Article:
The A hole effect

The brain works in mysterious ways and not always the way we want. New brain science shows that money make us less human. You may not want to be to rich.

Most of us are dreaming of and working for having more money, allowing us to achieve some of our goals in life. But it seems like that money have effects in our brains that may make you want to change your aim for better financials. New amazing research calls it the asshole effect, in a popularized definition.


The brain makes rich people more selfish when resources are up for grabs.

The Guardian (Anne Manne 7 July 2014) has published an article about the research of the psychologist Paul Piff of what happens with our brains when we get rich. Even if the research doesn’t affect your personal goal pursuit here and now, the findings are important and will probably have a mayor impact in your future in ways that you will not like.

You are in the hands of the very rich. Just consider that in a country like Australia, 1% of the people has the same wealth as 60% of the population. That means few people owing and controlling most things around you.  And lets face it; you will probably not be one of the 1% people in your country. The research shows that the wealth of the rich has a negative effect on how their brains are working in a society perspective.

“There’s this idea that the more you have, the less entitled and more grateful you feel; and the less you have, the more you feel you deserve. That’s not what we find,” Piff said. “This seems to be the opposite of noblesse oblige.”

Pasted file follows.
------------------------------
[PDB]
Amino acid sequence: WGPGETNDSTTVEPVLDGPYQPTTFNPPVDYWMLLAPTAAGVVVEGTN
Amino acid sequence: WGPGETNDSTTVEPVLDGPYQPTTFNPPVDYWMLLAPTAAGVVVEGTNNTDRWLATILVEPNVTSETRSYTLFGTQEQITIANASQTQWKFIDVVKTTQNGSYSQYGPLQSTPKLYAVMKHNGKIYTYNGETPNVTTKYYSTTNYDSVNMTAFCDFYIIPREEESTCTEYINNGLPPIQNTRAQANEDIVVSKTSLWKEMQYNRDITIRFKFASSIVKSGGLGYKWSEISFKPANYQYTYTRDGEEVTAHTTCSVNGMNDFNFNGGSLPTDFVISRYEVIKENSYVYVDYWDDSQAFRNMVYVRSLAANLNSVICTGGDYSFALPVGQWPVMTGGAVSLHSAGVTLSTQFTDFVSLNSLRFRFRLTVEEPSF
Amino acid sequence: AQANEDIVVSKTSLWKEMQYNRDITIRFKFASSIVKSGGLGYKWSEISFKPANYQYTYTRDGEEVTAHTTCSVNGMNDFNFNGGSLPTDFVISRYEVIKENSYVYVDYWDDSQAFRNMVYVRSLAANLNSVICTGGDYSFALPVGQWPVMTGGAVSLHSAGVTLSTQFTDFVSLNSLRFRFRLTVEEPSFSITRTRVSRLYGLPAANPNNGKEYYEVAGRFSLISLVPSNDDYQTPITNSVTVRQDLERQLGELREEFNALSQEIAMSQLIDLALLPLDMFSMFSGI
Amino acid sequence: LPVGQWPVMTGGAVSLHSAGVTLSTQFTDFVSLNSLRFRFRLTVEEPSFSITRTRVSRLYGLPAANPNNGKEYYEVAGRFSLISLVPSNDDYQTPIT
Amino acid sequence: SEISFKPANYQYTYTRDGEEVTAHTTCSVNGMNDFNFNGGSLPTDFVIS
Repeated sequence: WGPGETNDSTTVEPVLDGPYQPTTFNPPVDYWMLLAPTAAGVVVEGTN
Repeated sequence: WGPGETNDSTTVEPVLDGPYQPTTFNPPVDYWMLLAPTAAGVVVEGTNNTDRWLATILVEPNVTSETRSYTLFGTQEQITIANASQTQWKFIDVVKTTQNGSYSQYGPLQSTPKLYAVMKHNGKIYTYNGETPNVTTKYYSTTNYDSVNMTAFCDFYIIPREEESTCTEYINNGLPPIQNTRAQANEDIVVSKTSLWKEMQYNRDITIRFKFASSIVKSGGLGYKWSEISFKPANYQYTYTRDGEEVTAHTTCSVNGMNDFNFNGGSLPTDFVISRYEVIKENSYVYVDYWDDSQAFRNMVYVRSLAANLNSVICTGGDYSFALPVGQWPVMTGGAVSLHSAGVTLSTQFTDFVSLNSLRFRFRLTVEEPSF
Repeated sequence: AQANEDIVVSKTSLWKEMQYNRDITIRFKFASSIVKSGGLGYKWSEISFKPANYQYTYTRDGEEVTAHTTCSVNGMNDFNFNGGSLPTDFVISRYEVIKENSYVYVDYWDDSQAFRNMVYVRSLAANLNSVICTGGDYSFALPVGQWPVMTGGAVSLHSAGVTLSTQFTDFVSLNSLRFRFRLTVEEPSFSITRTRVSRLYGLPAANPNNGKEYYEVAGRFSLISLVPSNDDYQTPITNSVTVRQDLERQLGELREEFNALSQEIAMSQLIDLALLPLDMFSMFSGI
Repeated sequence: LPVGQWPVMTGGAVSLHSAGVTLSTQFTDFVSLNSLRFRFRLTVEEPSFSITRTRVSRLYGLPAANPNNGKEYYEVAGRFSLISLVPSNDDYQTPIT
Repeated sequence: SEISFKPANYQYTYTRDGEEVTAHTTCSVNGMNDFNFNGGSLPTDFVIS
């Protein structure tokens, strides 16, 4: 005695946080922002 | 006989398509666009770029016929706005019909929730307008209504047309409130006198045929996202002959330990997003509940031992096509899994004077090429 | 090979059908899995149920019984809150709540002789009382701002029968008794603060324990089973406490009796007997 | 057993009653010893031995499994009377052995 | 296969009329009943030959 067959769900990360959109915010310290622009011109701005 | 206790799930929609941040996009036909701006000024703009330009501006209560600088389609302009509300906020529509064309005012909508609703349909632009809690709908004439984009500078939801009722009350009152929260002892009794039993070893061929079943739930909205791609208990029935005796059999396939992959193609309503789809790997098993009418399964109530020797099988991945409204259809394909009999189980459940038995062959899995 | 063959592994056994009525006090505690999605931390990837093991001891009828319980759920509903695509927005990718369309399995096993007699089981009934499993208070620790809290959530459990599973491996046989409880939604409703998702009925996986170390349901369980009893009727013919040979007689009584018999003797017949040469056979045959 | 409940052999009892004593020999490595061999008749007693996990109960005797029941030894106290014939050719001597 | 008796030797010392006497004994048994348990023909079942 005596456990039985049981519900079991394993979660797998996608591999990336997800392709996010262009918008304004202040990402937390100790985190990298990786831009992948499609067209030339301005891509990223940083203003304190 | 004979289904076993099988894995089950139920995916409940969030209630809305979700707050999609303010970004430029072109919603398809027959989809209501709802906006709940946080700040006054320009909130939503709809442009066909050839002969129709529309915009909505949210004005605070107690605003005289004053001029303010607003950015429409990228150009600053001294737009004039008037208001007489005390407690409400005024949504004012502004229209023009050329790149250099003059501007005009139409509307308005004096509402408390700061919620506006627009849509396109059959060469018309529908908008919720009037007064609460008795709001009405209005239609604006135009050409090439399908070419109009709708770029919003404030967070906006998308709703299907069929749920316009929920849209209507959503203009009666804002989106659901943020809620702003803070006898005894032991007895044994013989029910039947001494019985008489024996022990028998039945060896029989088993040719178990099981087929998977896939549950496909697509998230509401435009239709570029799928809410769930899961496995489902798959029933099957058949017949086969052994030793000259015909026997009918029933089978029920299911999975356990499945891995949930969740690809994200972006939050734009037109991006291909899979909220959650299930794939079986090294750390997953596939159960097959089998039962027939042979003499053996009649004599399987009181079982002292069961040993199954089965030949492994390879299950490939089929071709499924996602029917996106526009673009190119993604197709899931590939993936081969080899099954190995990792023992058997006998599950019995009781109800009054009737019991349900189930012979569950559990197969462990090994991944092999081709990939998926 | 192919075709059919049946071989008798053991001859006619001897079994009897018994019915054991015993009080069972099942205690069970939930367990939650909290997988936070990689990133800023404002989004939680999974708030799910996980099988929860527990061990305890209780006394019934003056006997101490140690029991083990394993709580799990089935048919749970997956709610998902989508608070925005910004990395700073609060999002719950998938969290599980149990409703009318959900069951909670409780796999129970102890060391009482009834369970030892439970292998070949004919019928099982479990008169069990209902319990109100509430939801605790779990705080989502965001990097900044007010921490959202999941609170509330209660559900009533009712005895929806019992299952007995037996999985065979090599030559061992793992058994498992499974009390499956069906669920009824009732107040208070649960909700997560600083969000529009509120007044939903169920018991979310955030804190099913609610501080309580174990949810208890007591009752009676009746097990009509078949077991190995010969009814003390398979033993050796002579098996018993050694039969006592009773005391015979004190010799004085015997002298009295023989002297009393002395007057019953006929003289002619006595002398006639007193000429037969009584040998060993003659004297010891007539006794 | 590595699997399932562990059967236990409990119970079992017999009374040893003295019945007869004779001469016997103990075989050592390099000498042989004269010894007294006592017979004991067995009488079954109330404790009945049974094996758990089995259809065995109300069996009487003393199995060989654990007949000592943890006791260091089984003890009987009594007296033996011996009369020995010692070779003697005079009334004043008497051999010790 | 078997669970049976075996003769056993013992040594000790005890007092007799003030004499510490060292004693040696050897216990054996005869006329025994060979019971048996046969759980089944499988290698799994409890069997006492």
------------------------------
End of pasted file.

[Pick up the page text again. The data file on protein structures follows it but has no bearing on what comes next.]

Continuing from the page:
Some Piff experiments:

– Real life observations of car driver behaviour while crossing roads.  Piff found out that drivers of expensive cars more frequent than cheap car drivers (like Toyotas) have a selfish and aggressive behaviour.  “ Drivers of high-status vehicles were three times as likely to fail to yield at pedestrian crossings. In contrast, all the drivers of the least expensive type of car gave way to pedestrians.”

– In a laboratory test with students he found out that the richest students were more likely to “steal or benefit from things to which they were not entitled”. Remarkable was that students primed to feel rich helped themselves to sweets meant for children in a lab next door.

– Wealthy people were more likely to agree on statements like “ I honestly feel I’m just more deserving than other people.” When asked to be photographed wealthy people were more likely to go to the mirror to check their looks. When they where asked do draw a circle that represents them they draw wider circles than normal people.

It turns out that just a thought in your brain of being wealthy may make you feel more superior deserving a special treatment. Being rich often means being more narcissist, living  a “I’m worth it” lifestyle and having less tolerance with others.


Taking part of this new research makes it quite obvious that we have to be aware of how wealth is distributed. There is a big risk that the wealth built in society will stay with the very rich who by default thinks; “Why should I use my hard earned cash for those inferior scroungers, the poor”

Piff says:

”The more severe inequality becomes, the more entitled people may feel and less likely to share resources they become. The wealthier [that] segments of society become then, the more vulnerable communities may be to selfish tendencies and the less charity the least among us can expect.”

In US 2011 top earnings 20% contributed 1,3% of their income to charity. The bottom 20% contributed 3,2% of their income. The rich gave to galleries, museums and Universities. Organisations like Feeding America (helping the poorest) got almost nothing. The poor people spend their money the other way around.

The brain works in mysterious ways

We don’t react to things the way we think and the way we react may not be in line with who we want to be. The new research may be hot in the coming Swedish election. It will be interesting to follow the impact.  Lets hope the research get´s through the perceptual defense of our brains.